Kiss of Broken Glass Kiss of Broken Glass
Madeleine Kuderick


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“. . . must read for teens, parents and teachers.”

Kenna tells the details of her 72 hours confined on the psychiatric ward starting at 3:22 PM on Tuesday until 3:22 PM on Friday. In Kiss of Broken Glass, Madeleine Kuderick hands the lead role to Kenna who narrates her story of cutting and what happens if caught.

As if being told as a preventative measure for kids who cut, Kenna does not minimize graphic details of her personal account of inpatient hospitalization. She befriends other teen patients on the unit who also cut or engage in self-harm. How can it help when she is surrounded by others who are more experienced at cutting?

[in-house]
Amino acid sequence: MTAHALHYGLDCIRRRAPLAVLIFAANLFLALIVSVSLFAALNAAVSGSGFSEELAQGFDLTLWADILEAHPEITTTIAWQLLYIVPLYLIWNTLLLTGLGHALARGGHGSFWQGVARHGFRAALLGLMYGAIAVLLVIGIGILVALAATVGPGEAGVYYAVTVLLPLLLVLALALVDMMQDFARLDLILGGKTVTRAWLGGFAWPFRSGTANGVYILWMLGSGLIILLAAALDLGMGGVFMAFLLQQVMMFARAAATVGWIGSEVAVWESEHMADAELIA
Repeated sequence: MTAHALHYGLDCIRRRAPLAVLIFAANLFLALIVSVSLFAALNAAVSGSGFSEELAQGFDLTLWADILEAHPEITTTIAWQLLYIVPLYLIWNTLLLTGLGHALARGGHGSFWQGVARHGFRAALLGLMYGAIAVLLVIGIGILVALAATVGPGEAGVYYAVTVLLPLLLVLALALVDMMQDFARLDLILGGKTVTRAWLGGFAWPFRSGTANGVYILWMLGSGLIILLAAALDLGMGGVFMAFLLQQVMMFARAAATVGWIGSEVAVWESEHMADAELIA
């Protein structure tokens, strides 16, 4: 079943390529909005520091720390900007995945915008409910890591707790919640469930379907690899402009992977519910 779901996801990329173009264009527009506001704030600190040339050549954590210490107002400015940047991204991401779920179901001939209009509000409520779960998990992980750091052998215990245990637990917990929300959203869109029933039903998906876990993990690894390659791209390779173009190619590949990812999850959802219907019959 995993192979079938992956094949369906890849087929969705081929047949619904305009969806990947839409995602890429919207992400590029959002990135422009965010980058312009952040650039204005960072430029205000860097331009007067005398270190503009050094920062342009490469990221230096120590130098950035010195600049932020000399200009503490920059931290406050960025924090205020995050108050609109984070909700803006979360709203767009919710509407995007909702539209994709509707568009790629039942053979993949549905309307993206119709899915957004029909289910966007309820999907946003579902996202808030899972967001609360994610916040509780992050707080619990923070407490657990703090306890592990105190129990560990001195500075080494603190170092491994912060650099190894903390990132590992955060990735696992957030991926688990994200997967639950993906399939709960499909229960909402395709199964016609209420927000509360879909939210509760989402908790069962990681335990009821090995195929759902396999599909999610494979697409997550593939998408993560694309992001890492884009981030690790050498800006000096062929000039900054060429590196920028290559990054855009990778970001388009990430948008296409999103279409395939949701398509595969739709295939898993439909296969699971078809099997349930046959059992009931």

Writing Kiss of Broken Glass in verse shows Kuderick’s talent with identifying with the teen audience and facing the reality of their experiences. Kuderick addresses this sensitive issue by showing that it is real. It is in the schools and in their homes. Cutting is also a group competition among teen circles. Kiss of Broken Glass is a must read for teens, parents and teachers.

Reviewer: Tammy L. Sanchez, MPW; Freelance Writer